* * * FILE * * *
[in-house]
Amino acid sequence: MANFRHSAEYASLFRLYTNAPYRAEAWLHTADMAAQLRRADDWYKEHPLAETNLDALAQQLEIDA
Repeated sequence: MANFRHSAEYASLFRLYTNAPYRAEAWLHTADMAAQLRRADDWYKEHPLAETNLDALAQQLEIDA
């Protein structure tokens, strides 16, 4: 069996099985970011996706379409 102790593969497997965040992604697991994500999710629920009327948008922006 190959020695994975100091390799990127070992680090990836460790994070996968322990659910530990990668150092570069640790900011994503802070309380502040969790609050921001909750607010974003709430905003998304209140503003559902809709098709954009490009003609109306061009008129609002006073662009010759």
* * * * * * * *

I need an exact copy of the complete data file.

[in-house]
Amino acid sequence: MANFRHSAEYASLFRLYTNAPYRAEAWLHTADMAAQLRRADDWYKEHPLAETNLDALAQQLEIDA
Repeated sequence: MANFRHSAEYASLFRLYTNAPYRAEAWLHTADMAAQLRRADDWYKEHPLAETNLDALAQQLEIDA
């Protein structure tokens, strides 16, 4: 069996099985970011996706379409 102790593969497997965040992604697991994500999710629920009327948008922006 190959020695994975100091390799990127070992680090990836460790994070996968322990659910530990990668150092570069640790900011994503802070309380502040969790609050921001909750607010974003709430905003998304209140503003559902809709098709954009490009003609109306061009008129609002006073662009010759």